With the top open, the sound gets even better. It isn’t the loud burble you would expect from a V8 or the high pitch whine of some supercars, but it’s a smooth rumble that feels more mature than, say, the howl of a Lamborghini. According to McLaren, the 720S will do 0-60 in 2.9 seconds, with a top speed of 212 mph. While those numbers may sound exhilarating, the 720S Spider manages to feel relatively normal to drive. In fact, the power comes on smoothly, so it is easy to find yourself doing triple-digit speeds quickly. Once you glance down at the speedometer and realize you need to slow down, a set of massive carbon-ceramic brakes and sticky Pirelli P Zero tires help bring everything back under control.

 

In today’s world of 1,000+ horsepower muscle cars, 710 hp may not sound that impressive, yet McLaren has decided to focus more on weight and balance than just adding horsepower into their cars. Thanks to their carbon fiber chassis, the 720S Spider comes in just 2,937 pounds dry, making it 83 pounds lighter than the 650S Spider and just 109 pounds heavier than the 720S Coupe. Because of this focus on weight reduction, a fully equipped McLaren Spider is still lighter than the stripped-down versions of Italian supercars.

 

EXPERIENCING THE ROAD

To really get the most out of the 720S Spider, you might want to sign up for the Pure McLaren Experience, hosted in the US at the Circuit of the Americas in Austin. Not only do you get to drive the same track as the McLaren Formula 1 team, but you can also get a ride-along with pro drivers who will show you the limits of what a McLaren can do in the hands of a professional.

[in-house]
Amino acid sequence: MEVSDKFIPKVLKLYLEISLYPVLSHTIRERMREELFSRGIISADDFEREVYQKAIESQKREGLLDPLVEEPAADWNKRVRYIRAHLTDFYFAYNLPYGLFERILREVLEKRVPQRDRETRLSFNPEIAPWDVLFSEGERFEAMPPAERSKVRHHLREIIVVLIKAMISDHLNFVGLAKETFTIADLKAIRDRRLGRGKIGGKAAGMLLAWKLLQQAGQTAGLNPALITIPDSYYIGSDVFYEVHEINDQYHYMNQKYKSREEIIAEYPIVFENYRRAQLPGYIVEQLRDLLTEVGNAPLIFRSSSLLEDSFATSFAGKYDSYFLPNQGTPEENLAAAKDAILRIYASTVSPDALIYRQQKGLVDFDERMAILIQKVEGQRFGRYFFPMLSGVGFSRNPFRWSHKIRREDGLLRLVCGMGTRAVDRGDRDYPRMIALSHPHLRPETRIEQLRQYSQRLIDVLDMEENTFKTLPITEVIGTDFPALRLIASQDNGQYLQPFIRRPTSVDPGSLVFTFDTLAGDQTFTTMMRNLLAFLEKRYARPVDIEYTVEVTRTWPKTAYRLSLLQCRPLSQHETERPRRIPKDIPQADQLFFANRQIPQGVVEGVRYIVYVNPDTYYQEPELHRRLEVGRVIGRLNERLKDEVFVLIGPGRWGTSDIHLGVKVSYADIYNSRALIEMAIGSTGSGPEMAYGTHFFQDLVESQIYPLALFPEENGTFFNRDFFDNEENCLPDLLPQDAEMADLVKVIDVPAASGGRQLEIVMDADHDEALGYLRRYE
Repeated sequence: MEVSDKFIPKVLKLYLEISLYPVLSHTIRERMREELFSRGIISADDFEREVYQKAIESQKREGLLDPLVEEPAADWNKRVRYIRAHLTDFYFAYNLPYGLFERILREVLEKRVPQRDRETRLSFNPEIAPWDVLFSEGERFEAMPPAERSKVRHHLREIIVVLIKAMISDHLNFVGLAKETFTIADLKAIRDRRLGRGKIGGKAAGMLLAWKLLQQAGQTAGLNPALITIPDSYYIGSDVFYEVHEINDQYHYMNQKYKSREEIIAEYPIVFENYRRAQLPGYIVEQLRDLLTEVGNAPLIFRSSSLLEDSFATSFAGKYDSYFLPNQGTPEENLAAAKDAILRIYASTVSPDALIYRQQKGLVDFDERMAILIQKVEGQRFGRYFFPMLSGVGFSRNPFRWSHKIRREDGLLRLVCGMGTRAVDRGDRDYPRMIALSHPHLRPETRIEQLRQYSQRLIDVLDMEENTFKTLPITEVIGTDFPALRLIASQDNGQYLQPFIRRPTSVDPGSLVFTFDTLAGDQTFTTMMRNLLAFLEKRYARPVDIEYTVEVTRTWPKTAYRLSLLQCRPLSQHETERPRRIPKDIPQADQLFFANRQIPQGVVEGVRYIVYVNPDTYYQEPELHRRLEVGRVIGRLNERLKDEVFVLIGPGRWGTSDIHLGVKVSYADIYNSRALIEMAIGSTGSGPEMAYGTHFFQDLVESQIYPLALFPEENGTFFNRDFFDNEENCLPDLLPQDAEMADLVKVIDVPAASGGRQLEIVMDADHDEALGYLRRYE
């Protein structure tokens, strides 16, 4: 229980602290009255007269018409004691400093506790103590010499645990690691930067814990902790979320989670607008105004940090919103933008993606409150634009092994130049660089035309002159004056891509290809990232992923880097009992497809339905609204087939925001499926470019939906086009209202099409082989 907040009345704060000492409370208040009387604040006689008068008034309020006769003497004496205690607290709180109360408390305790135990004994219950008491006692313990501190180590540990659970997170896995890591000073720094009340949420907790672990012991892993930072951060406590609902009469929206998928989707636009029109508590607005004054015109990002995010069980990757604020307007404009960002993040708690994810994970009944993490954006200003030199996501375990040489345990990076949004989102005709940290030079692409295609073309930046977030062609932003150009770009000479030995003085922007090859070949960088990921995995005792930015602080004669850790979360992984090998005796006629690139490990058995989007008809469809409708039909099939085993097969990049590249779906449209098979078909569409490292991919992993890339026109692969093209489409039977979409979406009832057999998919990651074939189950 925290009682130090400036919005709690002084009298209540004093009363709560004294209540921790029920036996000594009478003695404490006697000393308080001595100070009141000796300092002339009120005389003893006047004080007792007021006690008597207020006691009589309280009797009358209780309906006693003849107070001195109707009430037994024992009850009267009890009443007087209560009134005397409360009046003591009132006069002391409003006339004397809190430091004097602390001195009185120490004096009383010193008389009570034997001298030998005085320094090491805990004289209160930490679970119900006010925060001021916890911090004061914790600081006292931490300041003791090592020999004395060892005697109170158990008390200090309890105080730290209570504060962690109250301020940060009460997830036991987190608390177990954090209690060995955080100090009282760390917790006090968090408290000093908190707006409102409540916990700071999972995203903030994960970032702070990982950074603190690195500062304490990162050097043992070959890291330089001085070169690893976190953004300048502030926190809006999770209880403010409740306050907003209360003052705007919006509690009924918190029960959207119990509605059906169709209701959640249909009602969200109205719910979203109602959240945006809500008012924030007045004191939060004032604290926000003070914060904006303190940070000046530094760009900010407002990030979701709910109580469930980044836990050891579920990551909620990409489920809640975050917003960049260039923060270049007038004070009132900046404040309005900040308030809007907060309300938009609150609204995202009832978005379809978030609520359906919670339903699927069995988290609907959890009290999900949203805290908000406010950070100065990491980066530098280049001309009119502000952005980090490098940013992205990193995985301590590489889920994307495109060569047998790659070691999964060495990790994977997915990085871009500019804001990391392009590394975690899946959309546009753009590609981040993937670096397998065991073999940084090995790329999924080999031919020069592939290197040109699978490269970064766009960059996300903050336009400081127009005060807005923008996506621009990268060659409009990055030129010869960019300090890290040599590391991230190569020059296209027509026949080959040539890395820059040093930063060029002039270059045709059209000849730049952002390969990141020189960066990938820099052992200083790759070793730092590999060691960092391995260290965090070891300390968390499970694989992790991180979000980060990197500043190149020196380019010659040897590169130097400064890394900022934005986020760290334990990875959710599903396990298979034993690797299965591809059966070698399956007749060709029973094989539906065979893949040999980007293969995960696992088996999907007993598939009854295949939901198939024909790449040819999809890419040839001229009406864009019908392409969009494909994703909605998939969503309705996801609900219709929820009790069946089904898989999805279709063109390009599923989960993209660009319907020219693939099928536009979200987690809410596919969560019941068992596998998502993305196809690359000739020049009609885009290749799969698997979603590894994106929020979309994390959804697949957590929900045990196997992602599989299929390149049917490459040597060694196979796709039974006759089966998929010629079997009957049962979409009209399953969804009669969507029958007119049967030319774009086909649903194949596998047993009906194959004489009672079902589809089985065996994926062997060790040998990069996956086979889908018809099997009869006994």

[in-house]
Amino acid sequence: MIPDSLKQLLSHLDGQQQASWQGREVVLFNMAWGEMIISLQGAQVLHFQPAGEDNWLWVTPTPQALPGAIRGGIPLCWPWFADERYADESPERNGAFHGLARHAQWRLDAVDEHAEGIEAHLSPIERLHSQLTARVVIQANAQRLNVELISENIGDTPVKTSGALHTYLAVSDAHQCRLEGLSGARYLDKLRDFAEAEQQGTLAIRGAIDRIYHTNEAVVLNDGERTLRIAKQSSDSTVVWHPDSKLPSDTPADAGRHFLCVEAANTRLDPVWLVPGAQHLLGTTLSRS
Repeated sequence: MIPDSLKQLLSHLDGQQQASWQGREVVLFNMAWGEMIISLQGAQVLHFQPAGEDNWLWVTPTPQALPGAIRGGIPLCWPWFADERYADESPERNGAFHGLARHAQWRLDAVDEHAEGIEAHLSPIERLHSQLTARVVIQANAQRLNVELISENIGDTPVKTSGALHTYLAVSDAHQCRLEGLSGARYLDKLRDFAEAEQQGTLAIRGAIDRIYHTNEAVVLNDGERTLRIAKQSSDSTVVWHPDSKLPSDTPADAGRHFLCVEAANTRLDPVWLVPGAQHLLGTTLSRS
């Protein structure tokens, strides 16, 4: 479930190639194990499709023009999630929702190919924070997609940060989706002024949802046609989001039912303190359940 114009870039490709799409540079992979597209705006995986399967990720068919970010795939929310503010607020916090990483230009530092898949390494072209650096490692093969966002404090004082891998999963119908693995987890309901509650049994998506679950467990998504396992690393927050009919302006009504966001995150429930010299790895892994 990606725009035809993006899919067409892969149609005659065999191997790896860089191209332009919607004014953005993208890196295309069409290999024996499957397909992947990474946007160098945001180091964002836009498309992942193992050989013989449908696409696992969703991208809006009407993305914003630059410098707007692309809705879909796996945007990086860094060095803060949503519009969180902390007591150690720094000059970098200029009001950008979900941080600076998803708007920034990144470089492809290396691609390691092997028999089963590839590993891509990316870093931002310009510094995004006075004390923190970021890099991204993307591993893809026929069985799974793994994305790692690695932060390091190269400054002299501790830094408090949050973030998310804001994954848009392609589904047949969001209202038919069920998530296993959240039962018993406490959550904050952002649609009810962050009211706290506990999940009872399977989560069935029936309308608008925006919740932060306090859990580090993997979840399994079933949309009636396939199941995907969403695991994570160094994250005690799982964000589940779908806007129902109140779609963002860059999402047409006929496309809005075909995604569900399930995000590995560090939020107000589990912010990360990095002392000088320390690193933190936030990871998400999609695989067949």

If a track day isn’t in the cards, the Twisted Sisters is a great place to take a car like the 720S. Made up of Ranch Roads 337, 335, and 336, the entire loop is around 100 miles and starts and ends in the small town of Leakey, Texas. The Sisters follow the canyons and hills through a series of tight twisty turns and provide some amazing views but stay focused on the road…since it is one of the most technical drives you’ll find in Texas. Pushing it in the canyons, you really feel how well balanced the car is and how every part of it is built to perform.

 

Returning to civilization means traffic, potholes, and parking lots, but the 720S Spider settles down and becomes as drivable as any other car. In comfort mode, its quiet, smooth, front-end lift, and 360-degree backup camera, makes navigating parking spots worry-free. The only weak point is the McLaren 720S’s infotainment and navigation system takes some getting used to.

 

Being an exotic, it’s how normal it feels that makes the 720S Spider so good. It’s easy to drive, enter, and exit, the controls are intuitive, the trunk space is surprisingly large, and the dihedral doors open in less space than most standard cars. But with a flick of the switch, the instrument cluster lowers, the car tightens, and over fifty years of racing heritage is unleashed, and just like that, you’re behind the wheel of a truly spectacular supercar.

 

The 720S Spider also has one other thing going for it. Something that McLaren hasn’t always been known for…it’s actually pretty. While function always overtakes form, the McLaren 720S is one of their most elegant cars, and taking the top off makes it even better. Starting at $315,000, the 720S Spider is delivering significant value in the topless supercar space. With the new Lamborghini Aventador SVJ Roadster coming in at over $573,000 and a Ferrari 488 Pista Spider starting at over $350,000, the McLaren is the best deal for a very, very fast car with no top.

ROVING THE LAND

ROVING THE LAND

The Luxury Of Utility Is Found In The New Land Rover Defender

By Michael Satterfield